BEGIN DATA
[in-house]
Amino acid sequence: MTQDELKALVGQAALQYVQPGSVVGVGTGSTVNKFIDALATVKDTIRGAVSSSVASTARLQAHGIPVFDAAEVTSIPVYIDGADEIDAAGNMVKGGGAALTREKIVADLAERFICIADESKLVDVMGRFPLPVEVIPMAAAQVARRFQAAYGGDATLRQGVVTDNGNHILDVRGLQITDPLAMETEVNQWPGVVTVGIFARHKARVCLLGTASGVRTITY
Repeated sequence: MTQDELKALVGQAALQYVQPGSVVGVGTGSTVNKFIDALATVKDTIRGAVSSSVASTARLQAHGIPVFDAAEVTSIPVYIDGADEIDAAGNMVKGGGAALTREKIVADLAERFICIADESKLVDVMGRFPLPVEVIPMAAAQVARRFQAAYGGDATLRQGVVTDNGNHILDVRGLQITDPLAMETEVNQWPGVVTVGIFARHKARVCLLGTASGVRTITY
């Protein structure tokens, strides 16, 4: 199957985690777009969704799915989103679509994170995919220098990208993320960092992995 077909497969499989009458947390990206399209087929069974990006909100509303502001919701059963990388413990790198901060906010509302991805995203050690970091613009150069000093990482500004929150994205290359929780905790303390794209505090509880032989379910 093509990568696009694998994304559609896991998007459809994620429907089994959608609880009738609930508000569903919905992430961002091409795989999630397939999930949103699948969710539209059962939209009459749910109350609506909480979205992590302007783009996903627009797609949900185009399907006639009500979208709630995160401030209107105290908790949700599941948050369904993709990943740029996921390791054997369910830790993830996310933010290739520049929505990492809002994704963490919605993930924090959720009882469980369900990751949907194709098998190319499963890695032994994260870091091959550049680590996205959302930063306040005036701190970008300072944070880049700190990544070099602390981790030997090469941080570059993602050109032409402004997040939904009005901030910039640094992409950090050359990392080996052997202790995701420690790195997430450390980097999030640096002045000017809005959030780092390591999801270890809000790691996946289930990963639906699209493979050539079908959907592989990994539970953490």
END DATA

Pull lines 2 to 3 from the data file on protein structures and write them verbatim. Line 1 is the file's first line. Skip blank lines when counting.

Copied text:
Amino acid sequence: MTQDELKALVGQAALQYVQPGSVVGVGTGSTVNKFIDALATVKDTIRGAVSSSVASTARLQAHGIPVFDAAEVTSIPVYIDGADEIDAAGNMVKGGGAALTREKIVADLAERFICIADESKLVDVMGRFPLPVEVIPMAAAQVARRFQAAYGGDATLRQGVVTDNGNHILDVRGLQITDPLAMETEVNQWPGVVTVGIFARHKARVCLLGTASGVRTITY
Repeated sequence: MTQDELKALVGQAALQYVQPGSVVGVGTGSTVNKFIDALATVKDTIRGAVSSSVASTARLQAHGIPVFDAAEVTSIPVYIDGADEIDAAGNMVKGGGAALTREKIVADLAERFICIADESKLVDVMGRFPLPVEVIPMAAAQVARRFQAAYGGDATLRQGVVTDNGNHILDVRGLQITDPLAMETEVNQWPGVVTVGIFARHKARVCLLGTASGVRTITY